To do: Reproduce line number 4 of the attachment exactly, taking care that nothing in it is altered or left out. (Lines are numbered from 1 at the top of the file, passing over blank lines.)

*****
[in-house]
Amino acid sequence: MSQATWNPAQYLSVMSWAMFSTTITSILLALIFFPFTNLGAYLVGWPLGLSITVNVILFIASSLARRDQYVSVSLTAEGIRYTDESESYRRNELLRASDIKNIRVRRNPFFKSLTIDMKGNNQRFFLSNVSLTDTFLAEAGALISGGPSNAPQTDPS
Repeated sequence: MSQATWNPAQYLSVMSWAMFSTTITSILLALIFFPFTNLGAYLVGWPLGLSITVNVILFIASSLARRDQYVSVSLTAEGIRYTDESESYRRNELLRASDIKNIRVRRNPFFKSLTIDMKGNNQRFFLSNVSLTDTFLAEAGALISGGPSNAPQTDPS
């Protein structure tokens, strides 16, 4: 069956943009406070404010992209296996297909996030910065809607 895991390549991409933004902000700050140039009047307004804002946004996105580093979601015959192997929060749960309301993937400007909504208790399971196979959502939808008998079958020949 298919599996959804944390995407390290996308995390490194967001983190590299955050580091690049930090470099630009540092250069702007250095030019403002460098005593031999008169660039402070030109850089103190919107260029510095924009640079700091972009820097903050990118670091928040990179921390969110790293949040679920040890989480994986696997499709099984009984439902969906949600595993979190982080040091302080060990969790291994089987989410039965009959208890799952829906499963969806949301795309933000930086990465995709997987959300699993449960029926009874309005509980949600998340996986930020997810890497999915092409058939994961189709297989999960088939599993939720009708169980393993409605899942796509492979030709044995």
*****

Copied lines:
């Protein structure tokens, strides 16, 4: 069956943009406070404010992209296996297909996030910065809607 895991390549991409933004902000700050140039009047307004804002946004996105580093979601015959192997929060749960309301993937400007909504208790399971196979959502939808008998079958020949 298919599996959804944390995407390290996308995390490194967001983190590299955050580091690049930090470099630009540092250069702007250095030019403002460098005593031999008169660039402070030109850089103190919107260029510095924009640079700091972009820097903050990118670091928040990179921390969110790293949040679920040890989480994986696997499709099984009984439902969906949600595993979190982080040091302080060990969790291994089987989410039965009959208890799952829906499963969806949301795309933000930086990465995709997987959300699993449960029926009874309005509980949600998340996986930020997810890497999915092409058939994961189709297989999960088939599993939720009708169980393993409605899942796509492979030709044995």